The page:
You can have the players go on a whole campaign to figure this out. A god of death might be reanimating corpses, many idiots try to reanimate the dead and fail leading to a much stronger reanimation than normal without control, anything really.

You can explain vampire and revenant creation with a wish spell that started vampires or a cursed individual. Revenants can be strong people in life who had too much willpower to just pass on. These revelations can also implicate players.

Can they turn into revenants if they are strong enough? Why not? Can they learn this stupid spell to make a ton of undead? These are all questions that will come up since players will want to know how revelations will affect them or how they can use this knowledge.

The other common question is magic items. If magic items are so hard to make why are there so many magic items? Also, if you can’t make the magic items that you are using right now and you are level 20, how do you make them come into existence?

Again, you can make an entire campaign out of this or just give an in-world explanation. A religious group to the god of magic might task an order to create magic and spread it throughout the world. Magic items are great and everyone wants them so there is a lot of payment for magical items.

As for artifacts or great items that your players are using, you can make a whole campaign out of creating one on their own. Give them some tools or ideas to get started and have them carry out the rest.

Answering questions about the world that are not in the rules are an excellent way to add rules into your game that will make everyone happy.

There are also some rules that you can add which make the world reflect reality a little better.

Player creativity affecting the rules

When playing a fighter, playing by the rules in D&D can be somewhat boring. I swing, hit, deal damage, yay. I do this for 20 levels and swing a bit more with different weapons. Yay.

Instead, you might want to add a bit of flair to the game.

The rules say that you can interact with one object while moving. This is generally used for pulling out a weapon or something simple like that but what if it was used for more?

What if a fight decided to kick over a table filled with alcohol at his opponent and hope that the liquid spilling provides a distraction for advantage?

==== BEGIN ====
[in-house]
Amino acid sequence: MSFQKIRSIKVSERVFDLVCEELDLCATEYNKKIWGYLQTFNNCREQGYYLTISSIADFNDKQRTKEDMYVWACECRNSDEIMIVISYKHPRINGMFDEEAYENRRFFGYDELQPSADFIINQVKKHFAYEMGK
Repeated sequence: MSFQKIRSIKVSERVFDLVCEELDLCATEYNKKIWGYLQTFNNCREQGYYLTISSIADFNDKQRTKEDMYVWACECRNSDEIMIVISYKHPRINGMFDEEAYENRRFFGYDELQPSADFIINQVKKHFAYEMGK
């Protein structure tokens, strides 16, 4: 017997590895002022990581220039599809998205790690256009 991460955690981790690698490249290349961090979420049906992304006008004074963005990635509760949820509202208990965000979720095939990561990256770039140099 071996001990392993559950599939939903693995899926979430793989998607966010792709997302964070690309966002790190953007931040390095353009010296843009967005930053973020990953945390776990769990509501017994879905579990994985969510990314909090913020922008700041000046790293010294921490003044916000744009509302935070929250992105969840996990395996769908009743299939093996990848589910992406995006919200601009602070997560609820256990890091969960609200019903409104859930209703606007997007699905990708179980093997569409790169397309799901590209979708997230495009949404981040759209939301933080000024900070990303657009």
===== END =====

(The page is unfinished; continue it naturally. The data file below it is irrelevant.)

Each dungeon master will rule this differently but it should do something. Creativity should be rewarded and realistically this might distract a person or cause a blind spot to give some advantage.

Playing by the rules at this point says that yes the player should interact with an object but not give advantage since that would be as good as the help action. A help action is a main action and that gives a lot of power to a free action which can be replicated.

A lot to think about there, but you should reward player creativity. Instead of giving advantage give a +2 or a +3 to hit. This also applies to flanking. When someone is flanking there should be some advantage, but giving two d20s and taking the best is rediculous for a replicable strategy.

You have to give the players some benefit when they are creative or they will stop trying. Some groups like only playing to the rules but most games do enjoy trying to enhance the game and world when they play.

Just please make sure to give the appropriate reward for their creativity and not too much. a 10% increase is still pretty good.

Home rules

The final section on adding rules. Home rules.

Home rules are for people who don’t like just playing by the rules in D&D. At session 0 they should state these rules to everyone before the game begins and never let the players find out during the game.

A home rule can be like the critical fails or saves on death saving throws we discussed earlier. It can also be something like using potions is a bonus action.

For the second example, using potions as a bonus action, it makes using certain items as bonus actions. Seems harmless but what about a thief rogue? They get a special ability to use items as a bonus action instead of an action.

Does this mean that a thief rogue gets no bonus? If you change them using items to free actions can they throw caltrops, drink 4 potions, and use a rope all as free actions in one round? If you restrict a player to 1 free action then players cannot move, unsheath weapons, and talk in the same round.

My point is that when you add any home rules it can get complicated very quickly. It makes sense for a potion to be a bonus action and a main action when pouring it down another’s throat but you have to consider the implications.

If a player suggests a home rule generally it is bad. Ask their intentions, think about it, and hold the right to take away that home rule if need be. I have had too many players try to pull one over on me like this and you should be safe to not end up like I did.

Home rules are tricky and should be very carefully considered before they are allowed into your game.


Is playing by the rules in D&D a good or a bad thing?

Playing by the rules adds a necessary structure to the game. It also can be limiting if you want to do more. That is why you should only add rules with careful consideration.

Some groups only want to play by the rules since they give structure while other groups want to customize the rules. Both ways are okay and you can play however you want just make sure to have fun.

When any new rule is added always ask “Will my players enjoy this new rule and will it cause problems?”

If you can answer that question and have read/understand the section that an added rule applies to (like players adding rules) then you should be fine.

This has been Wizo and keep rolling!